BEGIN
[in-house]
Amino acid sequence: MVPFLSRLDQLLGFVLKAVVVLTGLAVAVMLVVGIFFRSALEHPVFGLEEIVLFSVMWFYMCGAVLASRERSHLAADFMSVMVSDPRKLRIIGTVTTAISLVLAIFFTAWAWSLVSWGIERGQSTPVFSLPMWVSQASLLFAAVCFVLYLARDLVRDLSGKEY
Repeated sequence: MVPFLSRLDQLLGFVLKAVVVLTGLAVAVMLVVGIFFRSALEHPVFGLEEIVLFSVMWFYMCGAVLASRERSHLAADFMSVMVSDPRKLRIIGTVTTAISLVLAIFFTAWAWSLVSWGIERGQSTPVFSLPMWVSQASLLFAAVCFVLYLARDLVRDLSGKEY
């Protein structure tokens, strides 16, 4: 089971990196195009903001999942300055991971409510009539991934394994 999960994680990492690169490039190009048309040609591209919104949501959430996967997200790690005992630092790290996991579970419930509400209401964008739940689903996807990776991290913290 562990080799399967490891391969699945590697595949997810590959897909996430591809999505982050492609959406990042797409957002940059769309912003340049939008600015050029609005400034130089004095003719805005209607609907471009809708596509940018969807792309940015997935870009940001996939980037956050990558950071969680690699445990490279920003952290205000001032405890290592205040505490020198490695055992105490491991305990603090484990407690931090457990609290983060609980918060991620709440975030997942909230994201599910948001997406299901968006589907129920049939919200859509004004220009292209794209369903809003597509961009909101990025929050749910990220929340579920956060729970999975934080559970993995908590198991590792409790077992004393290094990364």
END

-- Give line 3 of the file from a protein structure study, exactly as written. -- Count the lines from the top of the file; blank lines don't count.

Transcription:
Repeated sequence: MVPFLSRLDQLLGFVLKAVVVLTGLAVAVMLVVGIFFRSALEHPVFGLEEIVLFSVMWFYMCGAVLASRERSHLAADFMSVMVSDPRKLRIIGTVTTAISLVLAIFFTAWAWSLVSWGIERGQSTPVFSLPMWVSQASLLFAAVCFVLYLARDLVRDLSGKEY